Starting each February, Major League Baseball teams prepare for the upcoming season by participating in six weeks of spring training. Although most camps are uneventful, business-as-usual affairs, the practice itself has a rich history. From the resort town that started it all to the astounding feat of strength by a legend of the sport, here are four stories you might not know about the origin of spring training.
A cemetery might seem like an odd destination on a tourist circuit, but the one in Key West, Florida, has a lot of history and some rather interesting tombs. This 19-acre graveyard was founded in 1847 after a terrible hurricane in October 1846 washed away the old cemetery that was located near the coast. After this, the new cemetery was built on the highest point in Key West, and the old graves that survived the hurricane were moved here. Because of the high water table, most of the graves lie above the ground in vault like structures giving the cemetery the appearance of a small town with narrow streets and rows of whitewashed rectangular boxes for houses. The cemetery’s only living residents are chickens and iguanas.
The three block area of downtown Sanford has more than 20 buildings listed in the National Register of Historic Places. Most were constructed in the late 1800s, and the newest one was built in 1923. All of the buildings in Sanford’s downtown historic district are remarkably well preserved. The residential area directly adjacent to downtown Sanford is also designated as an historic district, with many early 20th century houses listed in the National Register of Historic Homes.
Late January toward the end of hunting season, this slice of Highway 65 through the Apalachicola National Forest feels like an armored convoy. All around me burly pickup trucks rumble along, each jammed with aluminum toolboxes, gun lockers and the occasional dog kennel. I greet passing drivers the same way they greet me, a slow nod of the head, a quick lift of two fingers from the steering wheel. This part of the Florida Panhandle, the Big Bend, is where I grew up. I spent enough weekends and summers on my family’s land just north of here to know that’s how country people, black and white, greet each other on the road.
In the last few weeks, archaeologists digging under the floor of a wine shop in St. Augustine, Florida, have discovered the skeletal remains of seven people, including three children, believed to be some of the earliest colonists in North America, report Jessica Clark and Melissa Guz at FirstCoast News. According to FirstCoast, last October hurricane Matthew damaged a wine shop on St. Augustine’s plaza. After the hurricane, building owner David White decided to renovate the space. According to a press release from the city, the floor of the building was built on a joist system constructed in 1888, which left the soil below relatively intact. White offered the city archeologist Carl Hibert a chance to take a peek under the floor before the repairs began. Hibert accepted the offer, but did not have high hopes of finding anything. He was wrong—after just a few shovelfuls of dirt, he found human remains.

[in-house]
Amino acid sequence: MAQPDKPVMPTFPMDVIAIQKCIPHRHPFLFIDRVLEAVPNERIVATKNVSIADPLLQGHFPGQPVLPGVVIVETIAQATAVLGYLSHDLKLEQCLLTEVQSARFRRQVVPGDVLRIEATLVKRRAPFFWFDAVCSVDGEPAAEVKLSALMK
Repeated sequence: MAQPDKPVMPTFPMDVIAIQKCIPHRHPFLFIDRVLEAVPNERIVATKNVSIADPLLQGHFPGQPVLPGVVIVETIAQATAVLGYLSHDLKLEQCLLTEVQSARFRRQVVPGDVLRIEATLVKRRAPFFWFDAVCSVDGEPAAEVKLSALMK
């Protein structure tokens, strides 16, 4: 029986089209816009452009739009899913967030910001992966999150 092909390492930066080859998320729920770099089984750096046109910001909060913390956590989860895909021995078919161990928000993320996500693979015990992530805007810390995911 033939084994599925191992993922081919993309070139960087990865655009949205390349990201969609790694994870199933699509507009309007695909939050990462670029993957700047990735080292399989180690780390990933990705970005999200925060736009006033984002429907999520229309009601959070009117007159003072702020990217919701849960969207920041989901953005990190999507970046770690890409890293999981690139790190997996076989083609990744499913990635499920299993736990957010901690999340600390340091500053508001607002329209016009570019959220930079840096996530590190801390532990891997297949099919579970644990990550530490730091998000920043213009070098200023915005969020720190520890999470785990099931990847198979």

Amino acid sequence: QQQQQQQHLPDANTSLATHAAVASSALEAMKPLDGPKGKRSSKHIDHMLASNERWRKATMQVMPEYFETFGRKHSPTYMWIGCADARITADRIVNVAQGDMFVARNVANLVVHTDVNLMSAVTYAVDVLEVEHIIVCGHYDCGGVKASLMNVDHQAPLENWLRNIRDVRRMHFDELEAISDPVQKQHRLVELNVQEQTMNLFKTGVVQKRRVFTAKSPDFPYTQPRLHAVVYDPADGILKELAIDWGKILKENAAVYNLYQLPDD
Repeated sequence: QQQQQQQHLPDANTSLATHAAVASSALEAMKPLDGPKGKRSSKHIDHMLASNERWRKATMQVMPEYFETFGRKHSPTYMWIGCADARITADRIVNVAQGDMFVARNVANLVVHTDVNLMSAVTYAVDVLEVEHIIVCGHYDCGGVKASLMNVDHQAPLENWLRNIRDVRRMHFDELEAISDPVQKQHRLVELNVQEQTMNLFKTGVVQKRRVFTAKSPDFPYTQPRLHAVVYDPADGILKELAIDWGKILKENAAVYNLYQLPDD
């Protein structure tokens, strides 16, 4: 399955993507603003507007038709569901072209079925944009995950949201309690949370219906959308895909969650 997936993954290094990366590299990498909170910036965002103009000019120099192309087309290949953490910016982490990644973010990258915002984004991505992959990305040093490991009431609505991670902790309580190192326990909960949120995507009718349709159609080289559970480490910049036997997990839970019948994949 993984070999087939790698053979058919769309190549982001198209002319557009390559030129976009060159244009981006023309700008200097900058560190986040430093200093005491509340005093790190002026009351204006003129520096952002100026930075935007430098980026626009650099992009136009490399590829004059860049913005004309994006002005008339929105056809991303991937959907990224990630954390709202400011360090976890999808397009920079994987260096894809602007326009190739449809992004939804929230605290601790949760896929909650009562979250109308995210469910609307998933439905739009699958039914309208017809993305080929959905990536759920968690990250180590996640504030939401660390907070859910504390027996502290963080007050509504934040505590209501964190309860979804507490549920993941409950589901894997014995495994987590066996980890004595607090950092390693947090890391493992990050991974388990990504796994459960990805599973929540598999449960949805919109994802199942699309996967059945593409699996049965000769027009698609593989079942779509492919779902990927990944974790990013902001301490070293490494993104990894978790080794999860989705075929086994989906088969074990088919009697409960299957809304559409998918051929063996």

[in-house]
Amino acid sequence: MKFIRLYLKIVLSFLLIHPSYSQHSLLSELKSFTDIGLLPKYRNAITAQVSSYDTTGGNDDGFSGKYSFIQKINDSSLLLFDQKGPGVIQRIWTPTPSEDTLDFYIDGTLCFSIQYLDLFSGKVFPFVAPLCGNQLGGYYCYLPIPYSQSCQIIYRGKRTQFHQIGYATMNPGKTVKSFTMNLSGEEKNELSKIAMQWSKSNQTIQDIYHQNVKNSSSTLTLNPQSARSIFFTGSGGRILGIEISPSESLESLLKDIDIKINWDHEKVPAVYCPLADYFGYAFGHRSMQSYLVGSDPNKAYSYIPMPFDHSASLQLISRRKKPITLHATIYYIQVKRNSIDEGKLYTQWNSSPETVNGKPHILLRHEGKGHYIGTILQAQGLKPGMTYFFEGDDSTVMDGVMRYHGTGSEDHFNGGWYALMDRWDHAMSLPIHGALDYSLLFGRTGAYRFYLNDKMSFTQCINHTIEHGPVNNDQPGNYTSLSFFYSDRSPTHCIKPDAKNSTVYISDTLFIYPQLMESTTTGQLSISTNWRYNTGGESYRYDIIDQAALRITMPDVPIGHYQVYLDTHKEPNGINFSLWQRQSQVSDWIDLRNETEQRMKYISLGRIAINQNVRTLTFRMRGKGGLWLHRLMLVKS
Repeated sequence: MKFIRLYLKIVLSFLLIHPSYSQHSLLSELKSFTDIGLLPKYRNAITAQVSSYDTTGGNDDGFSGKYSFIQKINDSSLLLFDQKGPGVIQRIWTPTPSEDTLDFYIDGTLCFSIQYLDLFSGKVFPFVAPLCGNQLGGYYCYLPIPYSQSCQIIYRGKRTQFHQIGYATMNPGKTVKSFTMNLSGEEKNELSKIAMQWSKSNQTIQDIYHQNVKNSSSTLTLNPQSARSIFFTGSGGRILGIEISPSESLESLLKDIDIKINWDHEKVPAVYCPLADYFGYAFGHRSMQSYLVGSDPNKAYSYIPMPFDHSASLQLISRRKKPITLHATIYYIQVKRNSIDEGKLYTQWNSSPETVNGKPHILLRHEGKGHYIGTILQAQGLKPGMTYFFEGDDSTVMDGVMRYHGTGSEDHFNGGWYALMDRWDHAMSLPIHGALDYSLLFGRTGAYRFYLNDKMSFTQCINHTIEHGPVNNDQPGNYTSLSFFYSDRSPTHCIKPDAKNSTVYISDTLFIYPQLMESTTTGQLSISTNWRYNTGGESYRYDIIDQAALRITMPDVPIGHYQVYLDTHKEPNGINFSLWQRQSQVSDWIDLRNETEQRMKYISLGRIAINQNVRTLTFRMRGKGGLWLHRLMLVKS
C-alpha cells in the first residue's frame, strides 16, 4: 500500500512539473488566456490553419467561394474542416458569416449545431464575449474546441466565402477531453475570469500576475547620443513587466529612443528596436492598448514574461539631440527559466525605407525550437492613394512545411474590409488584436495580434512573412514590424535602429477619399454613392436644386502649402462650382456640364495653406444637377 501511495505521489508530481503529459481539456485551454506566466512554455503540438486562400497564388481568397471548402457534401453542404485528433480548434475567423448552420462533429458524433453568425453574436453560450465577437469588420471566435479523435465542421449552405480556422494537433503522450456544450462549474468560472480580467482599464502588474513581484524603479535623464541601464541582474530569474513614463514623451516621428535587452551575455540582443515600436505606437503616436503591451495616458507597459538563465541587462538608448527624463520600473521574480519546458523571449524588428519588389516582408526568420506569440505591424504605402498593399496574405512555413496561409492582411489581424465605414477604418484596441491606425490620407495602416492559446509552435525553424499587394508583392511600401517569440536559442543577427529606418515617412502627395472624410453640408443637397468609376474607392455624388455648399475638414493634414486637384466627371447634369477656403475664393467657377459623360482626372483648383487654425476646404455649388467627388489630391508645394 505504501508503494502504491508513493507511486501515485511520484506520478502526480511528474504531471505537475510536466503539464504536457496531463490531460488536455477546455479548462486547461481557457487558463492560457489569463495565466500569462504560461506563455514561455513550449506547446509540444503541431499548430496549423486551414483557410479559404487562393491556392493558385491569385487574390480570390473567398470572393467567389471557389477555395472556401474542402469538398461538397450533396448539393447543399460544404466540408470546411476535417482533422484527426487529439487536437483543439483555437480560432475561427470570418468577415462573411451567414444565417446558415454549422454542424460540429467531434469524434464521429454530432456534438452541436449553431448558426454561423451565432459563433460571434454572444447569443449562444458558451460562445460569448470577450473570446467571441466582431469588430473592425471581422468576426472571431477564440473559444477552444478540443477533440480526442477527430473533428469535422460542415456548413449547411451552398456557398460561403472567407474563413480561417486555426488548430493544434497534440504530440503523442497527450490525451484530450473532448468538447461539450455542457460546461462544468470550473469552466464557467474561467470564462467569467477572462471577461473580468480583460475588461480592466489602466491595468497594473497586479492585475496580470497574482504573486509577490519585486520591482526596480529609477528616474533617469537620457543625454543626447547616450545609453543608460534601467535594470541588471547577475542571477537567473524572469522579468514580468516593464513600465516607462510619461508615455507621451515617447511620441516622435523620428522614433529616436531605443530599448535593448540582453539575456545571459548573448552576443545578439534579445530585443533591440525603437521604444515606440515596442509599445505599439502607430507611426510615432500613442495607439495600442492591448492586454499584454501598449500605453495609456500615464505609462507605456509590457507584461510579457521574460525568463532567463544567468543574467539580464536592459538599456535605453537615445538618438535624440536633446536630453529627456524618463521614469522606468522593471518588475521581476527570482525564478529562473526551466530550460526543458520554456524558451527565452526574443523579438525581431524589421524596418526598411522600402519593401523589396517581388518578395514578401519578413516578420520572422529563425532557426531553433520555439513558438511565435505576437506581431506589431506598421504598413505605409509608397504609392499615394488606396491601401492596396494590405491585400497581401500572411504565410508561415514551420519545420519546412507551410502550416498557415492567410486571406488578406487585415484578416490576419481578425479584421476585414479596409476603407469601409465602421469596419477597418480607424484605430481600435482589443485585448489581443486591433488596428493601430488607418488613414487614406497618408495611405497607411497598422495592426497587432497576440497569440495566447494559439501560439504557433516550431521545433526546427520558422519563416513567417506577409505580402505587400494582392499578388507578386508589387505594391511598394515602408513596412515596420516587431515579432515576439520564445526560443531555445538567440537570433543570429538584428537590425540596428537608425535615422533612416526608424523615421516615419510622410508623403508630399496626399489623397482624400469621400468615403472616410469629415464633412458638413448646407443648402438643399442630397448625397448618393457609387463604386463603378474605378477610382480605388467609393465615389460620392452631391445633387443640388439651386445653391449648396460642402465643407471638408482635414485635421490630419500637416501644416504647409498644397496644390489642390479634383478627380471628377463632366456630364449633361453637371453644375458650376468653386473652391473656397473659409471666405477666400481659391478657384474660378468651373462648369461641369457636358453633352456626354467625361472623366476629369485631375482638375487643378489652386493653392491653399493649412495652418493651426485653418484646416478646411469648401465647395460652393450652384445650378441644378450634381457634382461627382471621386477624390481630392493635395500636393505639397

A weekday morning rife with early spring coaxed tourists into the Fountain of Youth Archaeological Park, where towering trees offset sunshine with shade. The comedic trill of the park’s notorious peacocks reverberated across the picnic area, instigating craned necks and curious glances. The cacophony didn’t distract John Walter Fraser, though, who sat at one of the tables with a Coca-Cola in hand. “Now this is the place where legend meets history,” said Fraser, third-generation owner of the Fountain of Youth. Admittedly, Fraser said the fountain’s claim to endless life and youth is, at best, a tall tale. Ponce de Leon might have fumbled through Florida wilderness to reach the magical spring, he said, but it’s hard to prove.
To celebrate the close of Black History Month, Daytona Beach’s Leisure Services Department in collaboration with Bethune-Cookman University’s College of Liberal Arts spent a day touring some of Florida’s Black history sites on the east coast. History professor Dr. Anthony Dixon and about 50 students from his African-American history and Florida history classes were part of the Black Heritage Trail bus tour. Joining them were 55 senior citizens from the Leisure Services Senior Oasis Program at the John H. Dickerson Center. The sites included the following in Jacksonville: Kingsley Plantation, the historic Durkeeville community, Edward Waters College and the Ritz Museum. St. Augustine sites were Fort Mose Historic State Park, the Lincolnville Historic District and the Accord Florida Civil Rights Museum.
Looking for a good Florida book to read? You may find a good recommendation via the 11th annual Florida Book Awards, which were announced this week. Among the winners: Tampa Bay Times environmental reporter Craig Pittman, for his irreverent nonfiction book “Oh Florida!: How America’s Weirdest State Influences the Rest of the Country.” “Learning that I’d won was so exciting that when I heard it I nearly dropped my machete,” he said.
It seems like Floridians eat twice as much seafood as the average American. Every time I escape to Tampa to visit family, I find myself enjoying my catch-limit quota of yellowtail and snapper. With the exception of Mahi-Mahi (due to overfishing), this week is another week of chumming for angler favorites. While hiking at swampy Lettuce Lake, we came across a happy sportsman reeling in an ancient fish called the bowfin. The big catch would be prepared with his grandma’s recipe dinner, smoked and flavored, enough for him and his family. Armed with that information, we too decided we’d dine at a restaurant with Florida freshwater.
Featured Image Courtesy of Library of Congress